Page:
For the flying-one, have older students with more coordination try EAGLE POSE: Feet together, knees bent, wrap one leg over the other. Bring elbows to shoulder height and wrap forearms around each other. Sit deeper into the hips. Look down like an eagle looking over a mountain's edge. When ready to "take flight," unwrap arms and legs and flap wings up and down. Younger students can try BABY EAGLE: Feet together and knees together, bend knees as though sitting into a chair. Place fingertips on shoulders, elbows bent like small wings, flap wings quickly like a baby eagle learning to fly.
Pezzettino finally finds someone to guide his search. The wise-one in the cave directs him to the Island of Wham. SAGE'S POSE: Sit on the floor with one leg extended straight ahead and the other knee bent, foot on the floor next to extended leg's knee. The hand on the same side as the bent knee supports the twist, resting on the floor behind the hip, and the opposite arm hugs around the bent knee. Twist torso toward bent knee. Sit up tall and breathe deeply. Repeat on the other side (challenge for older students: try changing which knee is bent without using the support of the hands on the floor, reach to the sky instead as you switch legs).
Pezzettino sails to the Island of Wham. BOAT POSE: Balance on sitting bones, lift toes off the floor with knees bent, reaching arms long towards the toes. Try rowing motions with the hands or make a sail (press hands together over head). BONUS CREATIVE MOVEMENT ACTIVITY: On a carpeted floor or rug, have children partner up. One student sits in boat pose on a square of wax paper (approx. 1' x 1'). For this variation, have the boat pose student hold the backs of their thighs for stability. Their partner holds them by the ankles and slowly slides them across the sea. For my students, who were 3-4, I just took each of them for a ride one by one as the other students sat in a circle waving at Pezzettino as he passed by.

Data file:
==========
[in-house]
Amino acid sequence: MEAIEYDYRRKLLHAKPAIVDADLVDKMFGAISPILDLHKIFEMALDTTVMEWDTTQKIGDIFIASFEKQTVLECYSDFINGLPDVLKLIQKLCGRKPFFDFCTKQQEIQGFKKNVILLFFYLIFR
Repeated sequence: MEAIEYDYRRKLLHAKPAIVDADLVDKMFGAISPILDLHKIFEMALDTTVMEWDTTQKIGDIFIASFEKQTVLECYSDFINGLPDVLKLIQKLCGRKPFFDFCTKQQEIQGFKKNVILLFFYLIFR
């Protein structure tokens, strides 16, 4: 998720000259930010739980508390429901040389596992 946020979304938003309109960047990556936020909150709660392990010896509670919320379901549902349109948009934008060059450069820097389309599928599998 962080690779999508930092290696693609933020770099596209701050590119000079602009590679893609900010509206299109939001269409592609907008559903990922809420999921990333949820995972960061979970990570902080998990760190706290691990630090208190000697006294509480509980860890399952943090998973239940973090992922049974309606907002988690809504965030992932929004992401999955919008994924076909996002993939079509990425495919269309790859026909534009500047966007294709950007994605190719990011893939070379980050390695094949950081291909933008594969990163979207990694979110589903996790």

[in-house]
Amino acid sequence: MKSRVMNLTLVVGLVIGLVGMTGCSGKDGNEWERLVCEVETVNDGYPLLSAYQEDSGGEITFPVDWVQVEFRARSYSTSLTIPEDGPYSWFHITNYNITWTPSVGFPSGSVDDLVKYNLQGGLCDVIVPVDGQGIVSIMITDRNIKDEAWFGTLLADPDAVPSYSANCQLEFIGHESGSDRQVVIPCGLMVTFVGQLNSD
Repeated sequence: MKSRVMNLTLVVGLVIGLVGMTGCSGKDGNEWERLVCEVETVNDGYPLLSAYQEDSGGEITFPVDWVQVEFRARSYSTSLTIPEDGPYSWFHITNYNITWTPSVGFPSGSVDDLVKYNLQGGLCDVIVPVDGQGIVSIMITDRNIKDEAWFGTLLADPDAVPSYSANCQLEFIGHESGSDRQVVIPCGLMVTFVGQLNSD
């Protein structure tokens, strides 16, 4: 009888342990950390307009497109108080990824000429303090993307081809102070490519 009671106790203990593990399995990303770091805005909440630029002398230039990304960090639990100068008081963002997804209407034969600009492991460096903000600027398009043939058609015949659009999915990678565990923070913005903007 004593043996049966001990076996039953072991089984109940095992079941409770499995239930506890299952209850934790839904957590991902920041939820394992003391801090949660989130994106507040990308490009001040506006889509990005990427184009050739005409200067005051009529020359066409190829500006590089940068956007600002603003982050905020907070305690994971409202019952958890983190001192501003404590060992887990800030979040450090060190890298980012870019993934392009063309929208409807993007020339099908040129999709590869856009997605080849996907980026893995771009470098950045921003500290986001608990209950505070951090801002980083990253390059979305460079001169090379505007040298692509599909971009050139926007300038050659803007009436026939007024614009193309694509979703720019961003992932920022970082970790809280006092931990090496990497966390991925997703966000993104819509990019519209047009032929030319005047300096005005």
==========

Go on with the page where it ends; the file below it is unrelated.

Pezzettino climbs around the deserted island, finding no one--until he becomes tired and falls down a hill, breaking into many tinier pieces. CLIMBING/FALLING/ROLLING: Stand and climb, lifting knees and reaching arms. Then sweep forward into a forward fold and hit hands on to the floor (kids love making this noise). Then, like Pezzettino's little parts, roll around (on mats or across the floor)
Pezzettino puts himself back together and rows all night to get home. MOON SIDE STRETCHES: Sit cross-legged and reach arms over head, palms press. Lean from one side to the other, without tipping over and shine your bright light over the water so Pezzettino can find his way home.
Pezzettino's friends are all happy that he is home and feeling happy. SMILE CIRCLE: Sit in a circle. Let each student have a smooth river stone and ask them to keep it warm and safe in their cupped hands. Just like Pezzettino, we all feel small sometimes and wonder if we fit in. The rock in your hand is also small, but is part of the earth, and although we may feel small sometimes, we are all part of the family of the world--you're an important part of this circle of friends, too! Holding your rock, look around the circle and try to give each of your friends a big smile (allow a moment for this to happen). Let's all bring our rocks to the middle of our circle and make a little mountain.
REST: Find a cozy spot on your mat and feel all the little parts of your body that make YOU--that help you walk, think, talk, dance, breathe and move--let all of the little parts rest on the floor and take a break. You are strong, important and good, just the way you are.